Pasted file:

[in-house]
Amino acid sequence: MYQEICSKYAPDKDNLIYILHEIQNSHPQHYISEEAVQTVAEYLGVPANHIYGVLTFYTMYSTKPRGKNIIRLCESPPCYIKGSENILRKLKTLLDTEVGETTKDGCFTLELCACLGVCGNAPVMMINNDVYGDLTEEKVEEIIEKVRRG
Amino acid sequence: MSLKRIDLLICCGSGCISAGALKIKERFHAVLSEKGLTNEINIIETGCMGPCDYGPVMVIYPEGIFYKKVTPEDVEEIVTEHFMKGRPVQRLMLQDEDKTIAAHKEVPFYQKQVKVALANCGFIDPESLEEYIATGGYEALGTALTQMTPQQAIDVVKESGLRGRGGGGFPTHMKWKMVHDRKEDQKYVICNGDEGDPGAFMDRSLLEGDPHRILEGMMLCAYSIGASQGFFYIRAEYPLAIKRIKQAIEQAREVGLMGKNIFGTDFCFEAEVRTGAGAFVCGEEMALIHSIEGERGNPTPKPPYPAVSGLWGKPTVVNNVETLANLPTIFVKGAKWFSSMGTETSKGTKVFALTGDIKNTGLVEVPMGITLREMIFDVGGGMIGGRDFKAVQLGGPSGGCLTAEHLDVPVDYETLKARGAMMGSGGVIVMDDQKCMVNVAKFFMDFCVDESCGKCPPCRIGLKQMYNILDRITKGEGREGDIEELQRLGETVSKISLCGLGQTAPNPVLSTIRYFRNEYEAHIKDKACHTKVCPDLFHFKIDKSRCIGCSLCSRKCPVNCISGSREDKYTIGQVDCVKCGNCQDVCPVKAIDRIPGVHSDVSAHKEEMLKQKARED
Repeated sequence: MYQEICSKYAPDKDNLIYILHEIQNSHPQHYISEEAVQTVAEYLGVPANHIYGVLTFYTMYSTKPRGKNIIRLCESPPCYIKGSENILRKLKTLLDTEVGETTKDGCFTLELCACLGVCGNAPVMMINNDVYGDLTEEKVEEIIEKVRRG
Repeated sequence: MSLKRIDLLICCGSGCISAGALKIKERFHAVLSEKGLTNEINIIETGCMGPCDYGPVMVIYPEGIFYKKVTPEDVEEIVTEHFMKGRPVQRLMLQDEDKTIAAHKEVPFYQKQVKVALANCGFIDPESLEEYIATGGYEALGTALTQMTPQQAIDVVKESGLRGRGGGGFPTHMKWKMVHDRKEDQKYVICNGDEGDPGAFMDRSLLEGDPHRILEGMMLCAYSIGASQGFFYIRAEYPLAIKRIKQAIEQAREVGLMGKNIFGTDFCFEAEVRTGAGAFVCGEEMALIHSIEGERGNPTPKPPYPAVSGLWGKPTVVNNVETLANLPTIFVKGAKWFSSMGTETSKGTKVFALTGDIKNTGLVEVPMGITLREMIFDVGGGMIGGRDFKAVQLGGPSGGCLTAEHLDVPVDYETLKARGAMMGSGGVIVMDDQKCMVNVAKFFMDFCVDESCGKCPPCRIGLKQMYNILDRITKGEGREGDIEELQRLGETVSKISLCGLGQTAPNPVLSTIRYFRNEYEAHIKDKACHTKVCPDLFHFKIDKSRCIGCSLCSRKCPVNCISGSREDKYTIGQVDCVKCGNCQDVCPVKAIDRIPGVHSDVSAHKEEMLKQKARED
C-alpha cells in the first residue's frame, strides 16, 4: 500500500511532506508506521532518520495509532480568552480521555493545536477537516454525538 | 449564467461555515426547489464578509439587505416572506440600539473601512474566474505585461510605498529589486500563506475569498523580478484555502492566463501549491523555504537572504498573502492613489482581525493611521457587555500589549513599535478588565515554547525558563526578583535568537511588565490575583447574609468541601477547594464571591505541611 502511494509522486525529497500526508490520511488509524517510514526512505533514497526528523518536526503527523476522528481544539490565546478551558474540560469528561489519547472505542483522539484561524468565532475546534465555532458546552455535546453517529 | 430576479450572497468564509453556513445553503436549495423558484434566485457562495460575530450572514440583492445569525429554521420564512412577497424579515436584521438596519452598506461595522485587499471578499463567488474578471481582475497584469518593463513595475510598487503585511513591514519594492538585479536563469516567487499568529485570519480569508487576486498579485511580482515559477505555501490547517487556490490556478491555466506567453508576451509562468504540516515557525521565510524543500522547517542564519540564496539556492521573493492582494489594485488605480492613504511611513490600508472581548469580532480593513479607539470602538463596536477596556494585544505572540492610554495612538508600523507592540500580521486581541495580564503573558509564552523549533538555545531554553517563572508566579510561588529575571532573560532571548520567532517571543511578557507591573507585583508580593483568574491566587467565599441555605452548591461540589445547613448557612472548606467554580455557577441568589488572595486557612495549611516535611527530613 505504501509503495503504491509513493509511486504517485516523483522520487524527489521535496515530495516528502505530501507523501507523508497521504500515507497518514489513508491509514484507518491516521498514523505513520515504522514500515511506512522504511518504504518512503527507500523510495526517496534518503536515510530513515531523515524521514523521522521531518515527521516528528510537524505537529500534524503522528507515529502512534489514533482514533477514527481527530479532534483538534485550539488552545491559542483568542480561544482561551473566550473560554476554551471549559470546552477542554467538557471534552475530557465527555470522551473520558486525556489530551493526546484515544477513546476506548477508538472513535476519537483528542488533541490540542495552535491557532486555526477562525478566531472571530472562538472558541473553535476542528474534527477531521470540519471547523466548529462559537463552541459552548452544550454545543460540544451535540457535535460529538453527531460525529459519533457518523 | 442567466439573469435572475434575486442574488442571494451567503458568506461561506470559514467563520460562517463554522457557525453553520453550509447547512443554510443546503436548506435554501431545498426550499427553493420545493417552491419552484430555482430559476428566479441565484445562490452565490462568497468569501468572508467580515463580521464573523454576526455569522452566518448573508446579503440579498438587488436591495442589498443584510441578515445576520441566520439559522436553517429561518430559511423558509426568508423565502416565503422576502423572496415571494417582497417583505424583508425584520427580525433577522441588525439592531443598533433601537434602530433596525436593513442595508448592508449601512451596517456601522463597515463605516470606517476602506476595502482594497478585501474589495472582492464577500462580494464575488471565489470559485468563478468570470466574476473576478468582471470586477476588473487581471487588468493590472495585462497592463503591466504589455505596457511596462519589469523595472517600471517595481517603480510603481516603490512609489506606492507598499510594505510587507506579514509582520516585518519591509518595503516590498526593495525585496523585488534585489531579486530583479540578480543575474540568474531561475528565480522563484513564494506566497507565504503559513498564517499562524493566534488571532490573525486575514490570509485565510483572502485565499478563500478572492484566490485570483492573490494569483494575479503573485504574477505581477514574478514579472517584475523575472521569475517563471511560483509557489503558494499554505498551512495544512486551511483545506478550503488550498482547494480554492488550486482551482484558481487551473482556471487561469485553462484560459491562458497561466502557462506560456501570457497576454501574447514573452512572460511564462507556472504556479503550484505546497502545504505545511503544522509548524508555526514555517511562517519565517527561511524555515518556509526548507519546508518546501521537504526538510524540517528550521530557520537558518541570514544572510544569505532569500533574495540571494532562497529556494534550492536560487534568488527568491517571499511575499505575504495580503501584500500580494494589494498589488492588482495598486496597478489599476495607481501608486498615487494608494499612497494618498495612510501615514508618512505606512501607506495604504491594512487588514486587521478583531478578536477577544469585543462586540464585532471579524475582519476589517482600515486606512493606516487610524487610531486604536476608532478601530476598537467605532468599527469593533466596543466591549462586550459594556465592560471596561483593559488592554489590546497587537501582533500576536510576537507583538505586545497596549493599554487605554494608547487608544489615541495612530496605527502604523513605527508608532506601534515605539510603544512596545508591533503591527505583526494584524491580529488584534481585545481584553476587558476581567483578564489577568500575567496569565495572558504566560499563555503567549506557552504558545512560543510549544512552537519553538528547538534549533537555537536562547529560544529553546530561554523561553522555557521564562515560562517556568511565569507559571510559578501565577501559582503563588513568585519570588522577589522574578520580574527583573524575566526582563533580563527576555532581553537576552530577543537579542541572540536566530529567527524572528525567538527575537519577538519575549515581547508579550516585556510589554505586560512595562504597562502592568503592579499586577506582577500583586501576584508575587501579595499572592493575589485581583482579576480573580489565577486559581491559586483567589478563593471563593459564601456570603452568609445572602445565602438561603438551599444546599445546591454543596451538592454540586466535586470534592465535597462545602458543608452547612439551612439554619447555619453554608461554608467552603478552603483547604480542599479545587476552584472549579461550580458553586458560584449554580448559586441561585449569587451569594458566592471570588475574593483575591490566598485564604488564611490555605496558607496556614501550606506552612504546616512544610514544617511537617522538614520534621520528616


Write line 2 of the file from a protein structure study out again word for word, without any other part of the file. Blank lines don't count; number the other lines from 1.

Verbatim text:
Amino acid sequence: MYQEICSKYAPDKDNLIYILHEIQNSHPQHYISEEAVQTVAEYLGVPANHIYGVLTFYTMYSTKPRGKNIIRLCESPPCYIKGSENILRKLKTLLDTEVGETTKDGCFTLELCACLGVCGNAPVMMINNDVYGDLTEEKVEEIIEKVRRG